The term “Viking” tends to conjure up images of fierce, blonde men who donned horned helmets and sailed the seas in longboats, earning a fearsome reputation through their violent conquests and plunder.
But a new study published in the journal Nature suggests the people known as Vikings didn’t exactly fit these modern stereotypes. Instead, a survey deemed the “world’s largest-ever DNA sequencing of Viking skeletons” reinforces what historians and archaeologists have long speculated: that Vikings’ expansion to lands outside of their native Scandinavia diversified their genetic backgrounds, creating a community not necessarily unified by shared DNA.
As Erin Blakemore reports for National Geographic, an international team of researchers drew on remains unearthed at more than 80 sites across northern Europe, Italy and Greenland to map the genomes of 442 humans buried between roughly 2400 B.C. and 1600 A.D.
The results showed that Viking identity didn’t always equate to Scandinavian ancestry. Just before the Viking Age (around 750 to 1050 A.D.), for instance, people from Southern and Eastern Europe migrated to what is now Denmark, introducing DNA more commonly associated with the Anatolia region. In other words, writes Kiona N. Smith for Ars Technica, Viking-era residents of Denmark and Sweden shared more ancestry with ancient Anatolians than their immediate Scandinavian predecessors did.
Other individuals included in the study exhibited both Sami and European ancestry, according to the New York Times’ James Gorman. Previously, researchers had thought the Sami, a group of reindeer herders with Asiatic roots, were hostile toward Scandinavians.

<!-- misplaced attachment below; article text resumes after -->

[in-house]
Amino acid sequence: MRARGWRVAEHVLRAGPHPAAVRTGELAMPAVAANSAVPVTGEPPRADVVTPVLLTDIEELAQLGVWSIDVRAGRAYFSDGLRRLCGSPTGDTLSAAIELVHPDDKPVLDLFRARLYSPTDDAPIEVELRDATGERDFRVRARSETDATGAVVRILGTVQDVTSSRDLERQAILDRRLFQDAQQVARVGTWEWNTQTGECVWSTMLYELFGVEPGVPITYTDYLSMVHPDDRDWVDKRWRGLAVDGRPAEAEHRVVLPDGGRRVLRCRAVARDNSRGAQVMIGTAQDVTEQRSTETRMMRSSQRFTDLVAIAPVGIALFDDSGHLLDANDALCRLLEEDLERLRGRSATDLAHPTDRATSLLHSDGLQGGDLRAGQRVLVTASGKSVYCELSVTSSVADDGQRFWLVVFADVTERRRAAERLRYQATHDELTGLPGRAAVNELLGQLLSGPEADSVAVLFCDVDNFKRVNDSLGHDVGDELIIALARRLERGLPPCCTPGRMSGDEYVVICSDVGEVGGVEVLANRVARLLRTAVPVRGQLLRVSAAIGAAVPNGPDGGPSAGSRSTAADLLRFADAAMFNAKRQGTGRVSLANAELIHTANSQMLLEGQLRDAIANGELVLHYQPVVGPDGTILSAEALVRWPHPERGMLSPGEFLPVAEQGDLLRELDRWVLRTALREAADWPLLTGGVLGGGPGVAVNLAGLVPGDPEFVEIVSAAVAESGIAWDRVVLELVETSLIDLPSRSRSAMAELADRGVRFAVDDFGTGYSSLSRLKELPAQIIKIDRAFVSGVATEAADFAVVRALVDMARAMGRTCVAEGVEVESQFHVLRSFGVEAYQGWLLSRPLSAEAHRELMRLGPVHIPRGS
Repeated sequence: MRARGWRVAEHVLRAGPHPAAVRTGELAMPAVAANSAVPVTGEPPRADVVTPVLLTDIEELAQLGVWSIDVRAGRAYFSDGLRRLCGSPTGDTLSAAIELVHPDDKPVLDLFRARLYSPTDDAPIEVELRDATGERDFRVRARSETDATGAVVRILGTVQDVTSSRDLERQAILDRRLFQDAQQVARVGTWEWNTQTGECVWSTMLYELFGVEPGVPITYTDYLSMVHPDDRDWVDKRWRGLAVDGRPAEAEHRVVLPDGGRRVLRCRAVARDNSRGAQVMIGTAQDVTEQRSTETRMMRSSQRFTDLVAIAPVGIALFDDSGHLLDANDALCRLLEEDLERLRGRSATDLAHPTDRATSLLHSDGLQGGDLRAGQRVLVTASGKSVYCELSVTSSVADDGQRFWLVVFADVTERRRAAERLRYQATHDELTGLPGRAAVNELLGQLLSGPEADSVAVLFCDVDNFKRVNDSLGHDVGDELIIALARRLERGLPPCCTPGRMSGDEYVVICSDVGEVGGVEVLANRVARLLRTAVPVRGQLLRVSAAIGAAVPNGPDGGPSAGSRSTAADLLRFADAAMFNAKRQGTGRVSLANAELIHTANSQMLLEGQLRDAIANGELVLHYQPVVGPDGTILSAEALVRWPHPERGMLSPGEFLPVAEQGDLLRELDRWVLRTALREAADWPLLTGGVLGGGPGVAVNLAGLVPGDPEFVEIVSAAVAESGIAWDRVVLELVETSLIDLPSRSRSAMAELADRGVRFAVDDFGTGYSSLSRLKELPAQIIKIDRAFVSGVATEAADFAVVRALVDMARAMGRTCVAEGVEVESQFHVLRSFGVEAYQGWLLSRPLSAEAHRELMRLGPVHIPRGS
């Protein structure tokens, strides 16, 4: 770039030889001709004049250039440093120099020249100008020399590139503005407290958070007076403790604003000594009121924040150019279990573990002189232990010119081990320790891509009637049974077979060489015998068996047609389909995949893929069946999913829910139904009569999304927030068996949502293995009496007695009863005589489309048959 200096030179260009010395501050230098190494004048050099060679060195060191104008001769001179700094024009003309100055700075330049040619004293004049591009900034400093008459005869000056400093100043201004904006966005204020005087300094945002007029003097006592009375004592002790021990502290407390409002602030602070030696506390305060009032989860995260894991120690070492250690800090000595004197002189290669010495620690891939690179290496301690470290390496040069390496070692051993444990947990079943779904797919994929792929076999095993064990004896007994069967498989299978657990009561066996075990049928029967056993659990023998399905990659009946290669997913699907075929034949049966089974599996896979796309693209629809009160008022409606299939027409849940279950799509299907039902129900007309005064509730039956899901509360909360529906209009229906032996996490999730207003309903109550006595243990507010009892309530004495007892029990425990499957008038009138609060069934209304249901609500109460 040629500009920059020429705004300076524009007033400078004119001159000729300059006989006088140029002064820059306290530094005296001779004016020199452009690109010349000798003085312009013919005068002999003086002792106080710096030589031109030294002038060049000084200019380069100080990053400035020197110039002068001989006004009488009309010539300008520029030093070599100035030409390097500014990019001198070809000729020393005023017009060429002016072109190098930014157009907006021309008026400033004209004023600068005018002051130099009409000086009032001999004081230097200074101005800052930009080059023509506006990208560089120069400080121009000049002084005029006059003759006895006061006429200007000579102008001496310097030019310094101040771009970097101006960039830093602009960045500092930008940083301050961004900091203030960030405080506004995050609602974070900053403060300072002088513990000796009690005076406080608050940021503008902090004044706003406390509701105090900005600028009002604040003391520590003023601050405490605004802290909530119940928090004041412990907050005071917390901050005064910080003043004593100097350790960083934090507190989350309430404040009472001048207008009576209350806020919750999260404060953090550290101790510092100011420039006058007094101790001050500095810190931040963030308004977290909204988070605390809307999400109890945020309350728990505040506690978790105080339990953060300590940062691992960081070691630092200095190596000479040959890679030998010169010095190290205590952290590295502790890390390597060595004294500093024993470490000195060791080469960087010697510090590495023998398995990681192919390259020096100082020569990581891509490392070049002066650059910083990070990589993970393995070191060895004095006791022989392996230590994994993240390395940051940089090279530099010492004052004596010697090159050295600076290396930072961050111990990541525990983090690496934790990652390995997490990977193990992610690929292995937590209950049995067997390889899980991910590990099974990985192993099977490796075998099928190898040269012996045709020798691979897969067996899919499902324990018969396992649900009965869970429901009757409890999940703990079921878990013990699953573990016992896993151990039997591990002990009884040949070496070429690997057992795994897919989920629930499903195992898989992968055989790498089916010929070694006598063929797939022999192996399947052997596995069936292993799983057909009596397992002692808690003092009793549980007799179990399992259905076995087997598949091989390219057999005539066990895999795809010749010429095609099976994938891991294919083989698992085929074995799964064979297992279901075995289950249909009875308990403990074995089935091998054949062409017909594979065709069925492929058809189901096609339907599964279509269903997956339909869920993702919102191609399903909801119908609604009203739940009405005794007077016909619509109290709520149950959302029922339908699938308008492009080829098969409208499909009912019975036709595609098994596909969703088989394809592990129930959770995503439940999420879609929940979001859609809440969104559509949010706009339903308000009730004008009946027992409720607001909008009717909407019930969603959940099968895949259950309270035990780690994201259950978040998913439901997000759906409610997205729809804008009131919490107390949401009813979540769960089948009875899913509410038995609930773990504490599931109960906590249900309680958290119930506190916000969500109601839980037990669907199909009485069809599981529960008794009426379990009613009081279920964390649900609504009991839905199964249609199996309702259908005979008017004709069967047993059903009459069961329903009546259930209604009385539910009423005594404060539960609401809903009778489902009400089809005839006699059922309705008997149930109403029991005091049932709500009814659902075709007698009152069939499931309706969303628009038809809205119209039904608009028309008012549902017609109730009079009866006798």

“These identities aren’t genetic or ethnic, they’re social,” Cat Jarman, an archaeologist at the Museum of Cultural History in Oslo who wasn’t involved in the new research, tells Science magazine’s Andrew Curry. “To have backup for that from DNA is powerful.”
Overall, the scientists found that people who lived in Scandinavia exhibited high levels of non-Scandinavian ancestry, pointing to a continuous exchange of genetic information across the broader European continent.
In addition to comparing samples collected at different archaeological sites, the team drew comparisons between historical humans and present-day Danish people. They found that Viking Age individuals had a higher frequency of genes linked to dark-colored hair, subverting the image of the typical light-haired Viking.
“It’s pretty clear from the genetic analysis that Vikings are not a homogenous group of people,” lead author Eske Willerslev, director of the University of Copenhagen’s Center of Excellence GeoGenetics, tells National Geographic. “A lot of the Vikings are mixed individuals.”
He adds, “We even see people buried in Scotland with Viking swords and equipment that are genetically not Scandinavian at all.”
The ongoing exchange of goods, people and ideas encouraged Vikings to interact with populations across Europe—a trend evidenced by the new survey, which found relatively homogenous genetic information in Scandinavian locations like mid-Norway and Jutland but high amounts of genetic heterogeneity in trade hubs such as the Swedish islands of Gotland and Öland.
Per the Times, the researchers report that Vikings genetically similar to modern Danes and Norwegians tended to head west on their travels, while those more closely linked to modern Swedes preferred to journey eastward. Still, exceptions to this pattern exist: As Ars Technica notes, Willerslev and his colleagues identified an individual with Danish ancestry in Russia and a group of unlucky Norwegians executed in England.
The study also shed light on the nature of Viking raids. In one Estonian burial, the team found four brothers who’d died on the same day and were interred alongside another relative—perhaps an uncle, reports the Times. Two sets of second-degree kin buried in a Danish Viking cemetery and a site in Oxford, England, further support the idea that Viking Age individuals (including families) traveled extensively, according to National Geographic.
“These findings have important implications for social life in the Viking world, but we would’ve remained ignorant of them without ancient DNA,” says co-author Mark Collard, an archaeologist at Canada’s Simon Fraser University, in a statement. “They really underscore the power of the approach for understanding history.”